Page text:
COMFORTER, by Dorothy M. Bryant; originally
published by Bench Press, Berkeley, California. Now
published by Random House under the title of The Kin of
Ata Are Waiting for You.
Psalmist confidently declares, "If I make my bed
in hell, behold, thou art there." A comforting idea,
but how many of us believe it?
many of us actually believe that our acts—no
matter how divorced from good—can be forgiven? How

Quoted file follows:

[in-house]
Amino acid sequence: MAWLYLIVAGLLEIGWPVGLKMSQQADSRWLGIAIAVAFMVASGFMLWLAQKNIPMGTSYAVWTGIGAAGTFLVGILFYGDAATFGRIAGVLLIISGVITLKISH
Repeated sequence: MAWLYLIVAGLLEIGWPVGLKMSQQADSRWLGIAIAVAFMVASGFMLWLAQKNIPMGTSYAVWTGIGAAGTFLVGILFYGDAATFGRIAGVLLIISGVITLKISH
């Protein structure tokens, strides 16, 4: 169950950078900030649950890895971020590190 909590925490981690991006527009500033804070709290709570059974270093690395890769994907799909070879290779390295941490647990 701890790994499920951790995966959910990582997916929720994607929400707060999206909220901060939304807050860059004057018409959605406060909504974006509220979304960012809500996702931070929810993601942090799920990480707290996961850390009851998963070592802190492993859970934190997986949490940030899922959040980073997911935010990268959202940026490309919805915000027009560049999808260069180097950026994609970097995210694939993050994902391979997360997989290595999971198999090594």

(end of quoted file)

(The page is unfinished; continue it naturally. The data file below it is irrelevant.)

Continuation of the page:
many of us can see the essence of love in the vilest of
passions? Few, to be sure. When we are confronted with
such ultimate questions, most of us can feel our
"enlightened" attitudes giving way to an irreconcilable
M. Bryant has created a remarkable novel
about such questions. Its title, The Comforter, suggests
a religious theme. And perhaps it is, in essence.
However, the reader soon discovers that the title, rather
than being descriptive of the book's contents, is an
adequate description of its proposed effect upon the
reader. In my opinion, the book more than deserves the